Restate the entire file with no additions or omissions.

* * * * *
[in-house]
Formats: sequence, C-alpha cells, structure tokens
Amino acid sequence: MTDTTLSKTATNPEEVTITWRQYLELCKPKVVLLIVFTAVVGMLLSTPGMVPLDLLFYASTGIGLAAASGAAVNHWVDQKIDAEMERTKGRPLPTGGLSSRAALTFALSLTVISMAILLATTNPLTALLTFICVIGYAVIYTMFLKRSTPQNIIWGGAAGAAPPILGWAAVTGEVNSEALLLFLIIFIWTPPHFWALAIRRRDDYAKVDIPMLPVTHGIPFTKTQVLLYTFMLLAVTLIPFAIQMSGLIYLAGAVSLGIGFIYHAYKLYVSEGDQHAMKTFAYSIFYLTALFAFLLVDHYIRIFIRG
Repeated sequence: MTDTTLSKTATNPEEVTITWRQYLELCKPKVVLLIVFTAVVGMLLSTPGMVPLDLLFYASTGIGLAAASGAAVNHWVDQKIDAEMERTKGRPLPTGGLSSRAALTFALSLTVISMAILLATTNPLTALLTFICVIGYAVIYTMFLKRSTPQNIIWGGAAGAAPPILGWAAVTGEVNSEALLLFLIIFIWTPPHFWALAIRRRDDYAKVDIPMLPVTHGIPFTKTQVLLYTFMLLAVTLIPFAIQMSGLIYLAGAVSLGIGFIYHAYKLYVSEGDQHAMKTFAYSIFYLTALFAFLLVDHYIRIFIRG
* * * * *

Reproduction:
[in-house]
Formats: sequence, C-alpha cells, structure tokens
Amino acid sequence: MTDTTLSKTATNPEEVTITWRQYLELCKPKVVLLIVFTAVVGMLLSTPGMVPLDLLFYASTGIGLAAASGAAVNHWVDQKIDAEMERTKGRPLPTGGLSSRAALTFALSLTVISMAILLATTNPLTALLTFICVIGYAVIYTMFLKRSTPQNIIWGGAAGAAPPILGWAAVTGEVNSEALLLFLIIFIWTPPHFWALAIRRRDDYAKVDIPMLPVTHGIPFTKTQVLLYTFMLLAVTLIPFAIQMSGLIYLAGAVSLGIGFIYHAYKLYVSEGDQHAMKTFAYSIFYLTALFAFLLVDHYIRIFIRG
Repeated sequence: MTDTTLSKTATNPEEVTITWRQYLELCKPKVVLLIVFTAVVGMLLSTPGMVPLDLLFYASTGIGLAAASGAAVNHWVDQKIDAEMERTKGRPLPTGGLSSRAALTFALSLTVISMAILLATTNPLTALLTFICVIGYAVIYTMFLKRSTPQNIIWGGAAGAAPPILGWAAVTGEVNSEALLLFLIIFIWTPPHFWALAIRRRDDYAKVDIPMLPVTHGIPFTKTQVLLYTFMLLAVTLIPFAIQMSGLIYLAGAVSLGIGFIYHAYKLYVSEGDQHAMKTFAYSIFYLTALFAFLLVDHYIRIFIRG